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The Mountain and The Padded Biker

thepaddedbiker

My favorite sport, mountain biking, is no doubt an extreme sport. It has killed people. Or maybe I should say people have killed themselves by doing it. The most common deaths I’ve heard about were when people have fallen off of cliffs.

Interest in the sport has exploded in the last ten years, from 2007 to 2017. I’m equal parts encouraged and disappointed about the statistics.

Encouraging things first: There are now teams of high school age boys and girls who participate in the sport. There are younger people mountain biking. There are older people mountain biking. Also, I’ve had an easier time finding people who will go with me. It’s a good safety to have a buddy along. Especially on the sketchy trails.

Disappointing thing next: The trails can be super-crowded some days, and too many people on a singletrack trail can ruin the experience, as well as the trail.

I’ve seen people who are really skilled, experienced bikers break bones; inexperienced bikers however, can be hazards to EVERYONE on the trail, not only themselves (depending on the difficulty of the trail, of course). Most trails are not physically marked and locally rated for difficulty level. There are web sites and books that you can reference to find the difficulty of specific trails. In my opinion, most people either don’t check the ratings, or overestimate their abilities.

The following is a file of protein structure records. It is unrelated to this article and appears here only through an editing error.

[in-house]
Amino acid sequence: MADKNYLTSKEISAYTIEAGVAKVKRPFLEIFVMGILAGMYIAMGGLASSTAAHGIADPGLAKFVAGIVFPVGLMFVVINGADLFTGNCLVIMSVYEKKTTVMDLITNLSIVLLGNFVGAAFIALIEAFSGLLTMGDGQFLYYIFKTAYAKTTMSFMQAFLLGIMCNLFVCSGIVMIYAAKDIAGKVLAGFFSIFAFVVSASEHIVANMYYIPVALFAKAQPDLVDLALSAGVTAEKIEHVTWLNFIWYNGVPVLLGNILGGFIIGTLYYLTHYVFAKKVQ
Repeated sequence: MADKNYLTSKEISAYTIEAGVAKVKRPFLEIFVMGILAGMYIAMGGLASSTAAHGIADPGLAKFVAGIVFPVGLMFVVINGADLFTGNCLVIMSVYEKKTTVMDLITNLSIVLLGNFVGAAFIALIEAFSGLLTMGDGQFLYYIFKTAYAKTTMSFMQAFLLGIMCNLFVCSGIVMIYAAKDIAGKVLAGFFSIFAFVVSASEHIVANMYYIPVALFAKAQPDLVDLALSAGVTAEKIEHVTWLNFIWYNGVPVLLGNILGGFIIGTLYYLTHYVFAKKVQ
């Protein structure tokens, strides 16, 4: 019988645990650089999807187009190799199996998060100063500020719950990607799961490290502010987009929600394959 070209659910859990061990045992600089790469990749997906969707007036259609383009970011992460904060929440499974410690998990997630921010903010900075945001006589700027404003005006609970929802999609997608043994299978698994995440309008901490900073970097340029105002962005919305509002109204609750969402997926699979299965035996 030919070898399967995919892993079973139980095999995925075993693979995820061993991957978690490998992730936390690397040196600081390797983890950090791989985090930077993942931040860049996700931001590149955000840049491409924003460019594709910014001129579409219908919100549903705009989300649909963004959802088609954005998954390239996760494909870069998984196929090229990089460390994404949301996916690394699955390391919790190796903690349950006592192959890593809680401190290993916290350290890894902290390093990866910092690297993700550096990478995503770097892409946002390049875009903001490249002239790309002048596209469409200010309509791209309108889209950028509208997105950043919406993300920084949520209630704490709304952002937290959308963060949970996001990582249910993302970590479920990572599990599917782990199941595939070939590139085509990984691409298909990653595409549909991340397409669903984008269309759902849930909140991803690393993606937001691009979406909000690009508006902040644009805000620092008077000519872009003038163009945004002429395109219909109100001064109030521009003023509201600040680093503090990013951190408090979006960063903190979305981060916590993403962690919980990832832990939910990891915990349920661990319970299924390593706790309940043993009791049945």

Actually, that’s kind of funny. Because I don’t respect the ones who underestimate their abilities either. Recently, I almost ran into this guy who was covered head to toe in armor. He looked like that kid on A Christmas Story who gets bundled up by his mom so you can’t even see him under all the padding. Anyway, this guy was coming down the hill and not stopping for anyone. “Watch out! Watch out!” he kept yelling. Protocol and courtesy is to stop for uphill traffic, and I was going up, so I yelled back at him, “Use your brakes!” but he acted like he didn’t have any. Maybe he didn’t. I could give him the benefit of the doubt on that—except that I did see him slow down. He aimed his motorcycle helmet at me and said, “Go right!” And that cracked me up even more than his padding. I don’t think he could see the sarcasm in my eyes, but I’m sure he heard the laughter. I laugh loud.

On some singletrack, there’s no left or right, there’s extreme drop on one side and impossible climb on the other. It is singletrack after all.

So I paused and prayed to the God who made the mountains that this oblivious, bundled up and bungled, child wouldn’t hurt anyone—and hopefully wouldn’t return. He passed me safely enough. But I hoped that maybe since he was so scared of getting hurt he would sell his bike and buy a skateboard. And while he was skateboarding, he could wear that same padded suit.

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